Aβ42-induced apoptosis is inhibited by NPD1 in HN cells. After 3 weeks in culture, HN cells were treated with DMEM/F12 (control), Aβ42 (8 μM) in DMEM/F12 (Aβ42), or Aβ42 (8 μM) plus NPD1 (50 nM) (Aβ42+NPD1) in DMEM/F12 for 3.5 days, then stained with Hoechst 33258 (Hoechst), anti–βIII tubulin (βIII tubulin), and anti-GFAP (GFAP), and all 3 stains were imaged together (merge A). As revealed by Hoechst staining, in controls, relatively few compact nuclei were observed; in Aβ42-treated cells, many compact nuclei were seen (white arrows). In Aβ42-treated cells, neurons and glia clumped together with condensed cytoplasm and damaged nuclei, and both βIII tubulin and GFAP staining was reduced (compare merges of control, Aβ42, and Aβ42+NPD1-treated cells). When NPD1 was added to Aβ42-treated cells, Hoechst staining revealed many fewer compacted nuclei. Each field under columns marked βIII tubulin, GFAP, and merge A represents approximately 0.1 mm2. A comparison of control, Aβ42-treated, and Aβ42+NPD1-treated HN cells at higher magnification, stained with Hoechst 33258 (blue), anti–βIII tubulin (red), and anti-GFAP (green), shows that Aβ42-induced apoptosis is associated with both neuronal and glial nuclei (merge B), and that Aβ42+NPD1-treated HN cells show significantly decreased numbers of compacted apoptotic nuclei (yellow arrows).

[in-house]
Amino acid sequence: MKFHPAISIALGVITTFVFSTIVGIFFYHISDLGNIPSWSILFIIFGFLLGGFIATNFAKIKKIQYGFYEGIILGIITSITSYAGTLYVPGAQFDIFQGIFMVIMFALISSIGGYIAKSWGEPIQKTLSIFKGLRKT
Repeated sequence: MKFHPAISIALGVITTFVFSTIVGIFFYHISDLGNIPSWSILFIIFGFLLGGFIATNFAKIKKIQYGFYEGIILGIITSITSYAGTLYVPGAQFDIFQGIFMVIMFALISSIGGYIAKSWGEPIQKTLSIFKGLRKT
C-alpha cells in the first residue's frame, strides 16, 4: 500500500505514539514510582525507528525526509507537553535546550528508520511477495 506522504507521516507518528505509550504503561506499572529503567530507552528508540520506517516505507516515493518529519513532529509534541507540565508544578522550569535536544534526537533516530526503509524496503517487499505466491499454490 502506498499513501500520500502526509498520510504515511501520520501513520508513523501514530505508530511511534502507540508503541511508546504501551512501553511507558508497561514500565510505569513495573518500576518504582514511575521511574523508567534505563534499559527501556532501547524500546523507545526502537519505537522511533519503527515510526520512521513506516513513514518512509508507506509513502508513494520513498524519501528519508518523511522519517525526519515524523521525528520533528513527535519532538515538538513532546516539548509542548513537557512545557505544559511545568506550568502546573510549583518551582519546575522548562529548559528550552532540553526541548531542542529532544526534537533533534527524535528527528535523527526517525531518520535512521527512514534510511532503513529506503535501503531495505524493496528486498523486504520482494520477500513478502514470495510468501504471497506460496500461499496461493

Aβ42-induced apoptosis is associated with both neurons and glia. (A) Compacted nuclei were associated with both neurons (white arrows) and glia (pink arrows), and with non–βIII tubulin– or non–GFAP-staining cells (non-neural cells; yellow arrows). (B) Apoptosis, as monitored by the presence of compacted nuclei of no more than 0.5 μm diameter (5, 6) after Hoechst 33258 staining, was significantly suppressed by NPD1. Analysis of numbers of compacted nuclei per field in both neurons (red bars) and glia (green bars) shows that these were significantly attenuated in the presence of Aβ42+NPD1 when compared with Aβ42 alone; black bars indicate abundance of compacted nuclei associated with non–βIII tubulin–staining/non–GFAP-staining cells. n = 16. *P < 0.01 and **P < 0.05 versus controls (ANOVA).